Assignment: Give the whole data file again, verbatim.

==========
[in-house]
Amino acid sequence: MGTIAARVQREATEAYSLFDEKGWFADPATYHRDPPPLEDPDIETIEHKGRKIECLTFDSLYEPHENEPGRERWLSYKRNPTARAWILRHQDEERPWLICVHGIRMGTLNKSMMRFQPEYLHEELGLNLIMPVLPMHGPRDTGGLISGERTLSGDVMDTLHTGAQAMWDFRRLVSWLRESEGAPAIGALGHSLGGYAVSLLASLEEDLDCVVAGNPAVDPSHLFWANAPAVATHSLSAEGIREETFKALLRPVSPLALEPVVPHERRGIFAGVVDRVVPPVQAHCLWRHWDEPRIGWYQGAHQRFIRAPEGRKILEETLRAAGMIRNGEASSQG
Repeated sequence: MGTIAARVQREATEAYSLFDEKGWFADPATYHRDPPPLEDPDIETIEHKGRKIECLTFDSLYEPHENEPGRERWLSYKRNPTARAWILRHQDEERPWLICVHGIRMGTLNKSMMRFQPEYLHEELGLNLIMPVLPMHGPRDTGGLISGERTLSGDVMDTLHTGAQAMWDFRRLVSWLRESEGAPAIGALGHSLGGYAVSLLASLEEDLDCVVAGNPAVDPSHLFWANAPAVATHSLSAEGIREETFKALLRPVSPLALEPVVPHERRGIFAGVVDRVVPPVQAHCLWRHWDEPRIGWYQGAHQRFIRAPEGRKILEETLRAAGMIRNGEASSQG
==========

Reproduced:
[in-house]
Amino acid sequence: MGTIAARVQREATEAYSLFDEKGWFADPATYHRDPPPLEDPDIETIEHKGRKIECLTFDSLYEPHENEPGRERWLSYKRNPTARAWILRHQDEERPWLICVHGIRMGTLNKSMMRFQPEYLHEELGLNLIMPVLPMHGPRDTGGLISGERTLSGDVMDTLHTGAQAMWDFRRLVSWLRESEGAPAIGALGHSLGGYAVSLLASLEEDLDCVVAGNPAVDPSHLFWANAPAVATHSLSAEGIREETFKALLRPVSPLALEPVVPHERRGIFAGVVDRVVPPVQAHCLWRHWDEPRIGWYQGAHQRFIRAPEGRKILEETLRAAGMIRNGEASSQG
Repeated sequence: MGTIAARVQREATEAYSLFDEKGWFADPATYHRDPPPLEDPDIETIEHKGRKIECLTFDSLYEPHENEPGRERWLSYKRNPTARAWILRHQDEERPWLICVHGIRMGTLNKSMMRFQPEYLHEELGLNLIMPVLPMHGPRDTGGLISGERTLSGDVMDTLHTGAQAMWDFRRLVSWLRESEGAPAIGALGHSLGGYAVSLLASLEEDLDCVVAGNPAVDPSHLFWANAPAVATHSLSAEGIREETFKALLRPVSPLALEPVVPHERRGIFAGVVDRVVPPVQAHCLWRHWDEPRIGWYQGAHQRFIRAPEGRKILEETLRAAGMIRNGEASSQG